Dr. Risa Lavizzo-Mourey, longtime president and CEO of the Robert Wood Johnson Foundation, announced Tuesday she is stepping down after nearly 14 years as head of the nation's largest philanthropic organization dedicated solely to health and healthcare issues.
Lavizzo-Mourey will remain in her role until a successor is chosen, according to a news release.
As the first woman and African-American to lead the organization, Lavizzo-Mourey launched efforts to curb childhood obesity and grew programs that helped individuals gain access to health insurance.
She also implemented new programs like the Commission to Build a Better America, a nonpartisan group that examines factors that influence health. The commission issued an influential report in 2009 that found good health is more dependent upon socio-economic and lifestyle factors than medical care alone, which accounts for only an estimated 10% to 15% of preventable early deaths.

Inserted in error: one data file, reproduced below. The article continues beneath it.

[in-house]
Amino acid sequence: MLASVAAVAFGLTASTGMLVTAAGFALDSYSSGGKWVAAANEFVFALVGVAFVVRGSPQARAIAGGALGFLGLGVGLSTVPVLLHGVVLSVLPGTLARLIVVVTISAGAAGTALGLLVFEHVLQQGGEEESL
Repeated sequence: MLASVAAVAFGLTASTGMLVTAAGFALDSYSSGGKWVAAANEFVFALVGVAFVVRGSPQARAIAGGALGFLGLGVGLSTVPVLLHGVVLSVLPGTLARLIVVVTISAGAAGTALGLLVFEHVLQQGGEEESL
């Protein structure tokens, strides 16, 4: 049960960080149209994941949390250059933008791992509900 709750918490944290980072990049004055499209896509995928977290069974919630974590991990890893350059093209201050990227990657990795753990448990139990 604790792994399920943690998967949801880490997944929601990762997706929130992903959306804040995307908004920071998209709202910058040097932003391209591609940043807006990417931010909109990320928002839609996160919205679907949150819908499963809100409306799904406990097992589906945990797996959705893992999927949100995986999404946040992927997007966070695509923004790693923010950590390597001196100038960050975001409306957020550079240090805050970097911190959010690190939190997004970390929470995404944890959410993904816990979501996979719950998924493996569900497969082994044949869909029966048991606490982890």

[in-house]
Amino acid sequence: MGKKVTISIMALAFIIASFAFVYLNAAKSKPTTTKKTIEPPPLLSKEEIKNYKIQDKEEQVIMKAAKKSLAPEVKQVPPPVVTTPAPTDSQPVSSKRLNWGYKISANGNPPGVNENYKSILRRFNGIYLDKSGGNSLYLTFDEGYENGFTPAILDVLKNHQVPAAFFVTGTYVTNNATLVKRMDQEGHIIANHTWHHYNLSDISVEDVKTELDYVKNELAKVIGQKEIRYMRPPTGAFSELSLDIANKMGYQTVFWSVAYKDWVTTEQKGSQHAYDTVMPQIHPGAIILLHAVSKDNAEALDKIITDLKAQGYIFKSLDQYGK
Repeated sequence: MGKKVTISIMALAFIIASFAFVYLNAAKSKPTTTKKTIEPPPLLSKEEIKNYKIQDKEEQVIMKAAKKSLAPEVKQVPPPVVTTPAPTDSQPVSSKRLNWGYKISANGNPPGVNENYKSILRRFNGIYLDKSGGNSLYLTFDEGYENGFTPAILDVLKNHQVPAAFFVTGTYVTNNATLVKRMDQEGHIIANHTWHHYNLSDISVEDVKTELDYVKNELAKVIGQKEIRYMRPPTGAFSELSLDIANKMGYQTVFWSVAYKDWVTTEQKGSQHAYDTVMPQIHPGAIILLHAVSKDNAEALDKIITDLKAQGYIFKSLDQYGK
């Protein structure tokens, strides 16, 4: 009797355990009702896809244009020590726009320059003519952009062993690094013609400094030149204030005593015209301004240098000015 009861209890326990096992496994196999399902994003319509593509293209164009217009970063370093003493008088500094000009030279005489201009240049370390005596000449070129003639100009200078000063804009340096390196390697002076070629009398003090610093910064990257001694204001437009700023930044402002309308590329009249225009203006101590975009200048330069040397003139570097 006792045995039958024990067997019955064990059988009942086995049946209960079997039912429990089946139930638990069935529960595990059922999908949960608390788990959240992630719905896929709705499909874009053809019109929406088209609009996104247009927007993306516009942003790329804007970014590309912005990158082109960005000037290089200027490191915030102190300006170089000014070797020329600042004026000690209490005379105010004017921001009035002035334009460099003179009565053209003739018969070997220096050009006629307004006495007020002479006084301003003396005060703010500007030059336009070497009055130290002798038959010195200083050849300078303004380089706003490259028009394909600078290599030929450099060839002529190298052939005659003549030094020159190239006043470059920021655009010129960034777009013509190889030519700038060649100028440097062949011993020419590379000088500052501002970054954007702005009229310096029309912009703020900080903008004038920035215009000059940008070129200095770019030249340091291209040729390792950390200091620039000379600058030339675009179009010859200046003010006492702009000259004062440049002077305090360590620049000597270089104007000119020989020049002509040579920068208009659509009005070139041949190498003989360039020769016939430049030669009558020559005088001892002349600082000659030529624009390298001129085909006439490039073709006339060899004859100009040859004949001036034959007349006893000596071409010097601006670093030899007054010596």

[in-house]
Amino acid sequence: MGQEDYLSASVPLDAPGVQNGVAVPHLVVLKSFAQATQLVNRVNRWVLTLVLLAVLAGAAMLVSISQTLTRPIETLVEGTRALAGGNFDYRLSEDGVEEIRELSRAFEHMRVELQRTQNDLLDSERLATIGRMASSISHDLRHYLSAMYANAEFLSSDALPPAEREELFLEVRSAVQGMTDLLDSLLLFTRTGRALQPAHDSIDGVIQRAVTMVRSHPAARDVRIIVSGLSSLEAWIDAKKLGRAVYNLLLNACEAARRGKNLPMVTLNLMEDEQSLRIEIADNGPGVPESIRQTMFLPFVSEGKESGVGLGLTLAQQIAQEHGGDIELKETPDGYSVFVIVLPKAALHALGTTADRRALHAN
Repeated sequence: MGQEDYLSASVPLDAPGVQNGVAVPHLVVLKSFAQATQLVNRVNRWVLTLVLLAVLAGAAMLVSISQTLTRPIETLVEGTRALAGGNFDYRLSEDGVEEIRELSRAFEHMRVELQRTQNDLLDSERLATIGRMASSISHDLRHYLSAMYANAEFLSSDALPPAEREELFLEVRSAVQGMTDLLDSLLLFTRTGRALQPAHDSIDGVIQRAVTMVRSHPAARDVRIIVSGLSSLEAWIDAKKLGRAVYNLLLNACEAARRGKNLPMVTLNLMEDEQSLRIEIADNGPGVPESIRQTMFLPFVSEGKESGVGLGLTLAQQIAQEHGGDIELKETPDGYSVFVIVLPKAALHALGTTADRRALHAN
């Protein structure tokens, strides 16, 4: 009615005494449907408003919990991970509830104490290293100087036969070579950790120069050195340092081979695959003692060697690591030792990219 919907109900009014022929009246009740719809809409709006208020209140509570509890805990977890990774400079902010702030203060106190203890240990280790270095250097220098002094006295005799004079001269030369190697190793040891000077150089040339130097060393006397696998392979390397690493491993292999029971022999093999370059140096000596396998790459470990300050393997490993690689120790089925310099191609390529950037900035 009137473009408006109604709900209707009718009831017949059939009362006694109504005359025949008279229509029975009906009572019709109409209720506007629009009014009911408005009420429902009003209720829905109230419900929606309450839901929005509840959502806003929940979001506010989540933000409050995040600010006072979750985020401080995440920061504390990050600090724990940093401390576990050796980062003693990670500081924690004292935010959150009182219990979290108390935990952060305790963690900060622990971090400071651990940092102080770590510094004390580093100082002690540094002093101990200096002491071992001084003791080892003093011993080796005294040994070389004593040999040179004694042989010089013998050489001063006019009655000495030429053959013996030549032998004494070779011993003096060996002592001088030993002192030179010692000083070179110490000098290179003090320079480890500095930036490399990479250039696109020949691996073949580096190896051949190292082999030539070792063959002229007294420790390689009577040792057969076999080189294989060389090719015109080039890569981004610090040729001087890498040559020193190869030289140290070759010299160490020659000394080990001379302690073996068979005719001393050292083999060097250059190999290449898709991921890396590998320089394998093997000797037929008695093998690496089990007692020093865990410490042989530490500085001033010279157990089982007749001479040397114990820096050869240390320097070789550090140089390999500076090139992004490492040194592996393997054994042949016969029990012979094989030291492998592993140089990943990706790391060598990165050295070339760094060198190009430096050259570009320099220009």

Since then, social determinants have become a greater focus when considering preventive care.
A geriatrics specialist, Lavizzo-Mourey served as the Sylvan Eisman professor of medicine and healthcare systems at the University of Pennsylvania before joining the Robert Wood Johnson Foundation.
She also previously served as deputy administrator of what is now the Agency for Healthcare Research and Quality, and worked on the White House Health Care Reform Task Force, co-chairing the working group on quality of care.
Lavizzo-Mourey has been named 11 times to Modern Healthcare's annual rankings of the 100 Most Influential People in Healthcare and 11 times to Modern Healthcare's 50 Most Influential Physician Executives and Leaders.